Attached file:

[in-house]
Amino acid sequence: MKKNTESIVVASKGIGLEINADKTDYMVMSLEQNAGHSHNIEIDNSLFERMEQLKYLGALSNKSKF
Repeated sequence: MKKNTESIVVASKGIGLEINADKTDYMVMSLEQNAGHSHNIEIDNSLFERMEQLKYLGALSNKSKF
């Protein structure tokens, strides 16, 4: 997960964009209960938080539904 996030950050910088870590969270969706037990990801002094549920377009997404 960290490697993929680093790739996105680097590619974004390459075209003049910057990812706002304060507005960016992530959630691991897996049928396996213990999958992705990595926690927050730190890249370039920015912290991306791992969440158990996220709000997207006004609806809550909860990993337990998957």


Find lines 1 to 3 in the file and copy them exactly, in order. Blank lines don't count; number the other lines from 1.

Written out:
[in-house]
Amino acid sequence: MKKNTESIVVASKGIGLEINADKTDYMVMSLEQNAGHSHNIEIDNSLFERMEQLKYLGALSNKSKF
Repeated sequence: MKKNTESIVVASKGIGLEINADKTDYMVMSLEQNAGHSHNIEIDNSLFERMEQLKYLGALSNKSKF